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Managing Workplace Conflicts

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If we’re lucky, most of them will be minor things, like whether or not everyone should contribute to Susan’s retirement fund, especially if they’ve only worked in the same office as Susan for two weeks. But, sometimes, an issue will come along with a higher degree of difficulty, and those require a deft touch to navigate

To some degree, conflict is the inevitable result of more than one person existing in the same place at the same time. It’s impossible to get along with every person 100 percent of the time. When we work in close proximity to other people for eight hours (or more) a day, there are going to be squabbles and disagreements.

If we’re lucky, most of them will be minor things, like whether or not everyone should contribute to Susan’s retirement fund, especially if they’ve only worked in the same office as Susan for two weeks. But, sometimes, an issue will come along with a higher degree of difficulty, and those require a deft touch to navigate.

Boss versus underling

The biggest factor that determines whether or not we’ll be happy at a job isn’t our coworkers. They’re a big piece of the puzzle, but the biggest piece is the boss. If the boss is a generally reasonable person, then you’ll probably have a generally decent time working there. If the boss is unreasonable and unpredictable, then good luck. One common source of tension is taking both paid and unpaid time off. It’s natural to wait most of your employees to be there most of the time, but a good boss knows that outside forces can and do interfere. It may be something relatively simple like a stomach bug that clears up in a day or two. Or it could be the loss of a close family member that sends you reeling and makes it hard to imagine going to work for the next week, if not longer.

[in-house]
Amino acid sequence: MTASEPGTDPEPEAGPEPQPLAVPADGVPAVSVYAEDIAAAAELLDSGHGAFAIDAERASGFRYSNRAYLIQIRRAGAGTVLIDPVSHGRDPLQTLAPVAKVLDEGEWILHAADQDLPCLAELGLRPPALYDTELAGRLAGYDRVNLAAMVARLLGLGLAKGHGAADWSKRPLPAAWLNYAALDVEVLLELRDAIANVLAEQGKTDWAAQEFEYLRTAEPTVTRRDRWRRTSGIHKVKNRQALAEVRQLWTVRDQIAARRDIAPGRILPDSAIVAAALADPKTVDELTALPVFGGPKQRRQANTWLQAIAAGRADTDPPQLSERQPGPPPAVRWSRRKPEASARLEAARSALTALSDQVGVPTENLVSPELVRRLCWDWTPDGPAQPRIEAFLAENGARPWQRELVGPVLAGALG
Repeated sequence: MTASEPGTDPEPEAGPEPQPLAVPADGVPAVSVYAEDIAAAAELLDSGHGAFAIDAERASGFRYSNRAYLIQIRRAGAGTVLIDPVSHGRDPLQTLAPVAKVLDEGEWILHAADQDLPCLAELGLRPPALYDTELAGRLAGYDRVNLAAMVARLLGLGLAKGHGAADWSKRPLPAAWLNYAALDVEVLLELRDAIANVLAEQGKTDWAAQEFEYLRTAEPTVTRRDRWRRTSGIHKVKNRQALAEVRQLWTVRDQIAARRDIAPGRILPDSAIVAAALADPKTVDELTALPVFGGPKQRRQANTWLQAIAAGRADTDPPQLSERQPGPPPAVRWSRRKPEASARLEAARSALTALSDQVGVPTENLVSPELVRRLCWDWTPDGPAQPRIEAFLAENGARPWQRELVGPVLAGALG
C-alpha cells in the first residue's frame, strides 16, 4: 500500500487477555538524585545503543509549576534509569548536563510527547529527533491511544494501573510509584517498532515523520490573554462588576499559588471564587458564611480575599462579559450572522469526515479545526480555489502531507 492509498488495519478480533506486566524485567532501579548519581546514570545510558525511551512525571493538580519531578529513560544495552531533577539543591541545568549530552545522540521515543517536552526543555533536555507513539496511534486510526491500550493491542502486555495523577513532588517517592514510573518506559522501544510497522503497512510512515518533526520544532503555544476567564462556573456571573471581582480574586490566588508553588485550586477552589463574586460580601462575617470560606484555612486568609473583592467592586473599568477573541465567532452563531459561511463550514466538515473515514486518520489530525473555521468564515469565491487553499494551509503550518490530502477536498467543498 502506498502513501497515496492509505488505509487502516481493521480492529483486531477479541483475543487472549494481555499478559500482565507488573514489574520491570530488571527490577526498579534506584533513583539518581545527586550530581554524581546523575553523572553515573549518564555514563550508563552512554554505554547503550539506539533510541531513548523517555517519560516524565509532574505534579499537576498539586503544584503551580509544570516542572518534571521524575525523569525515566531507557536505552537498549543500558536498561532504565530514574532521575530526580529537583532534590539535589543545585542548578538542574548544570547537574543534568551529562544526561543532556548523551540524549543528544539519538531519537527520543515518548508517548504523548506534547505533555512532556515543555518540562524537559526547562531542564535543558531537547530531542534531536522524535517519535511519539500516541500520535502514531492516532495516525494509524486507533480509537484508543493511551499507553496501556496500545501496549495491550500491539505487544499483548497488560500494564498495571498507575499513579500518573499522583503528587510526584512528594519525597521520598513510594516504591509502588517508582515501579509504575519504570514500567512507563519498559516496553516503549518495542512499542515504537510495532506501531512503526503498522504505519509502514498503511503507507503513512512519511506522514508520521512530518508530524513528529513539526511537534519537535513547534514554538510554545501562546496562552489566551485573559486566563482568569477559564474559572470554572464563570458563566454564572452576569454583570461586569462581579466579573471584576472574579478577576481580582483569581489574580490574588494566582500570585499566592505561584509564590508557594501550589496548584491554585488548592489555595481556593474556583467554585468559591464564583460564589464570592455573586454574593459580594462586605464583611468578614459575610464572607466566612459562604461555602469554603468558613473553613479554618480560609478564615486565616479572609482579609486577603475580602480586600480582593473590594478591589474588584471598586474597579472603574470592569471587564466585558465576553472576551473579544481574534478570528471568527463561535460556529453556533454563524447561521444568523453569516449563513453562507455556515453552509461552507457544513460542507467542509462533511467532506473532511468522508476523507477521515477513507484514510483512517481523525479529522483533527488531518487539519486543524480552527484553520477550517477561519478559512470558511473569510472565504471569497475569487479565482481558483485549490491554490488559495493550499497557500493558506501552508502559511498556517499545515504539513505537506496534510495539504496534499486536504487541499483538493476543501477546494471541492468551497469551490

Many workplaces have bereavement leave for immediate family members. Such leave allows you to take a few days off to mourn your loss, since many people find it impossible to focus on the monthly reports while they’re worrying about things like cremation services and who should or shouldn’t be invited to the funeral. But what if your boss refuses to grant you any time off, or if you want more time off than he or she is willing to give? In some ways, the second situation is easier to manage than the first. If you feel like you need a full week and your boss wants you back in three days, offering to take the last two days as unpaid time off may resolve the impasse. If not, maybe you can do a limited amount of work from home while you’re out. But if there’s no official bereavement leave policy, you may be stuck going to work while you mourn your loss. Once you’re over the initial shock, you should start looking for another job, ideally one with a more compassionate supervisor.

Your boss versus the law

Most workplaces live in fear of accidents on the job. It’s why most offices have signs up in the breakroom indicating how many days your site has gone without an accident. But mishaps have a way of occurring no matter what. If your boss says the company doesn’t carry workers’ compensation insurance and you’re injured, don’t give up. According to Stanley Law Offices in Syracuse, NY, you may have other options for compensation, and it can’t hurt to discuss those options with a lawyer who has experience dealing with such issues.

There’s an understandable tendency to avoid making waves, but you do have certain rights when you’re injured on the job, regardless of what your boss tells you. That may include the right to see a doctor of your choosing rather than one the company chooses. This is complicated stuff, and if your workplace isn’t on your side, you need a legal advocate who will be.

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